Open: 9am-5pm Tue-Sun. Admission: TL10 (which includes the Istanbul Archaeological Museum).
These musea - there are three buildings here with at least five collections - not only have a wonderful collection, it is also very good presented. All texts are in Turkish and English, not too long, but neither too short. Here are some of the best pieces of Mediterranean / Near East artefacts I've ever seen, there are Sumerian exhibits, Hittites and even Egyptian. The so called Alexander Sarcophagus is worth the trip to Istanbul, ***** -
There is a fine collection of Islamic ceramics.
There are two interesting exhibition on Istanbul itself: one is thematic, the other is about the recent finds with the building of the new subway. Both are very informative about the history of the city and a must see for every traveller.
The museum has a (too) small self-service café in the court and the museum shop is also too small for this important museum. Bookshops in town have more and better books and guides.
While most people are trying to elbow their way into Topkapı Palace, few realize what a wonderful gem this museum is.
Surely the imperial jewels are spectacular in the Palace, but this museum has an outstanding collection of Anatolian/Near Eastern, classical Greek artifacts as well as a beautiful kiosk showing off Turkish tiles.
My favorite is the haut relief of the Alexander sarcophagus. I think it's more beautiful than the Elgin marbles!
Covenienttly situated next to the Topkapi palace is Istanbuls Archeology museum which houses an extensive collection of Anatolian, Hellenestic and Roman sculptures as well as artefacts from other territories that the Ottomans conquered during the long reign. There is also a very informative section about the history and development of Istanbul during the byzantine, roman and genovese periods.
Istanbul Archeological Museum, one of the five largest archeological museums of the world. The Istanbul Archeological Museums is composed of the Museum of the Ancient Orient, The Tile Museum (Cinili Kiosk), and the Archeological Museum itself. The building of the Museum of the Ancient Orient was constructed by Academy of Fine Arts in 1883 andhas the most distinguished examples of pre-Asian civilizations brought from Egypt, Anatolia and Mesopotamia. The most interesting work of this part is the lion sculptures from the 14th century BC.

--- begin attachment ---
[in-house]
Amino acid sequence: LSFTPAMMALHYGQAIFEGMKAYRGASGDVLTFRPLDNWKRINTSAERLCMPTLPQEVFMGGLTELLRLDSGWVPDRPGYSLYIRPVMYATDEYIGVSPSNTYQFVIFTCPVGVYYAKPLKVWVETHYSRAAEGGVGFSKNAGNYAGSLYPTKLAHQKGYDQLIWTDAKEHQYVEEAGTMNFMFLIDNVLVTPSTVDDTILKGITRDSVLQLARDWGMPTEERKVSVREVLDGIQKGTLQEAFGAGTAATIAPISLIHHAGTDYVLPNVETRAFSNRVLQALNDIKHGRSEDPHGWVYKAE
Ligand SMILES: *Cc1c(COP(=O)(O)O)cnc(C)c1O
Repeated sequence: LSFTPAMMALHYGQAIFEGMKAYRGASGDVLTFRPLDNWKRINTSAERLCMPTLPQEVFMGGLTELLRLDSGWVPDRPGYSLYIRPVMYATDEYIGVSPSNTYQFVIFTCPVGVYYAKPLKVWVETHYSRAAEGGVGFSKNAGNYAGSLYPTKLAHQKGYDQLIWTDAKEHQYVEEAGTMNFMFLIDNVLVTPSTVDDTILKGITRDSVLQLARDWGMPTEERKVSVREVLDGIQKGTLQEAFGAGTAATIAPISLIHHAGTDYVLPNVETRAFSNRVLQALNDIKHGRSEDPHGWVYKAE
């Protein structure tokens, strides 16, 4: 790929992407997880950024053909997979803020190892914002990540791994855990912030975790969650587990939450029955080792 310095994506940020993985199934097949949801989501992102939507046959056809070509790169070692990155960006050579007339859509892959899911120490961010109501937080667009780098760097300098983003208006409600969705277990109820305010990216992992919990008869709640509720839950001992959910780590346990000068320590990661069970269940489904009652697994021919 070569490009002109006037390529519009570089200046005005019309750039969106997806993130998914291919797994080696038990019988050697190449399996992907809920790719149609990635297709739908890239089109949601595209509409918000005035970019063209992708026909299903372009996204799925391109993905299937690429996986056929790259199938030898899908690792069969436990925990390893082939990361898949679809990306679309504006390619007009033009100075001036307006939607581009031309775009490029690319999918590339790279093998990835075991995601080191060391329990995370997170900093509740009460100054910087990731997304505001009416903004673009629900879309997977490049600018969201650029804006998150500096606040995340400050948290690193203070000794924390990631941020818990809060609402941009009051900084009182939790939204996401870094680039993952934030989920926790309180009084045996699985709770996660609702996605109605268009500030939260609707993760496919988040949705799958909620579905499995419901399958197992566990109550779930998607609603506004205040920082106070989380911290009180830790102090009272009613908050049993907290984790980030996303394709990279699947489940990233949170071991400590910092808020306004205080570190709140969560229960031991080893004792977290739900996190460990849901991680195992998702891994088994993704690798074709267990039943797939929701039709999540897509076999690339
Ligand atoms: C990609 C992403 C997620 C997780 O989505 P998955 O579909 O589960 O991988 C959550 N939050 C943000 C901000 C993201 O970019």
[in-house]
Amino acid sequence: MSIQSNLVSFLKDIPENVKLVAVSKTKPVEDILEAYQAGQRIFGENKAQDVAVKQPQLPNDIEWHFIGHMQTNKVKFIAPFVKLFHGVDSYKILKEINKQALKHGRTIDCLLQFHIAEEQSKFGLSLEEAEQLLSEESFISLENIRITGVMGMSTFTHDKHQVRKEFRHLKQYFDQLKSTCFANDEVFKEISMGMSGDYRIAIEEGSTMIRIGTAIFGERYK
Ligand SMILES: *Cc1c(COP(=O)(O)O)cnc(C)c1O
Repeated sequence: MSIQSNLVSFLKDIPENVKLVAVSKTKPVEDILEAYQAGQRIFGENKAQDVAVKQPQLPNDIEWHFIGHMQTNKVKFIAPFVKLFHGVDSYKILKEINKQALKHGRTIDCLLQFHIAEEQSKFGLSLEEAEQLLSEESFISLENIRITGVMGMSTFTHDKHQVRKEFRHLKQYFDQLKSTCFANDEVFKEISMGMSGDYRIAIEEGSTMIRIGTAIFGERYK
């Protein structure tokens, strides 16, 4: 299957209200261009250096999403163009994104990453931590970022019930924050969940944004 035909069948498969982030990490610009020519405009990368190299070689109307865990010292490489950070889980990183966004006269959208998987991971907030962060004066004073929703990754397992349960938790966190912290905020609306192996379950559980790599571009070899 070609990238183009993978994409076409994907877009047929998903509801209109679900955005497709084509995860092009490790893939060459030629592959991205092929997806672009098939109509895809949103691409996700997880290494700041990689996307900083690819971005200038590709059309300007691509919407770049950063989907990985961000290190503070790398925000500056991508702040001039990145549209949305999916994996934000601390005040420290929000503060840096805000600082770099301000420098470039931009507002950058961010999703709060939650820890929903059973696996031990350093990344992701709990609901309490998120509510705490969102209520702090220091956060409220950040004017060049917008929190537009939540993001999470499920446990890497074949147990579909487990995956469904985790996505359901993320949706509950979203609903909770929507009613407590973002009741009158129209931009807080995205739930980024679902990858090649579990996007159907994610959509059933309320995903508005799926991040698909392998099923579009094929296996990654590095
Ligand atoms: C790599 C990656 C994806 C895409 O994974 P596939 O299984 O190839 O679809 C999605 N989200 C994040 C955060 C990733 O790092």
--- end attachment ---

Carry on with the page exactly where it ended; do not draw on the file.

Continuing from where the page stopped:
Inaugurated in 1891 in a building designed by the Franco-Turkish architect, Alexandre Vallaury, the Istanbul Archaeology Museum contains one of the most impressive collections of ancient and classical treasures in the world. With the Ottoman Empire then covering much of the eastern Mediterranean and the Near East, the museum was able to secure the swift transfer of countless discoveries made in various areas, many of which are no longer part of modern Turkey. The most important transfer occurred in 1887 upon the discovery of the Royal Necropolis of Sidon, Lebanon, whose countless astonishing sarcophagi are the crown jewel of treasures at the museum. Foremost is the "Alexander Sarcophagus", so named not because it belonged to Alexander the Great, but rather because of the detailed bas-relief carvings on the sarcophagus of him in battle, and another is the "Mourning Women Sarcophagus", which inspired the design of the museum's Neoclassical façade. The museum is composed of three buildings, each focuses on different artefacts; the main Archaeology Museum exhibits mainly Graeco-Roman treasures, the Museum of the Ancient Orient (Eski Şark Eserleri Müzesi) is for Anatolia and pre-Classical Near East, and the exquisite 15th century Tiled Pavilion (Çinili Köşk) suitably displays antique Ottoman and Anatolian tiles along with other Islamic objects.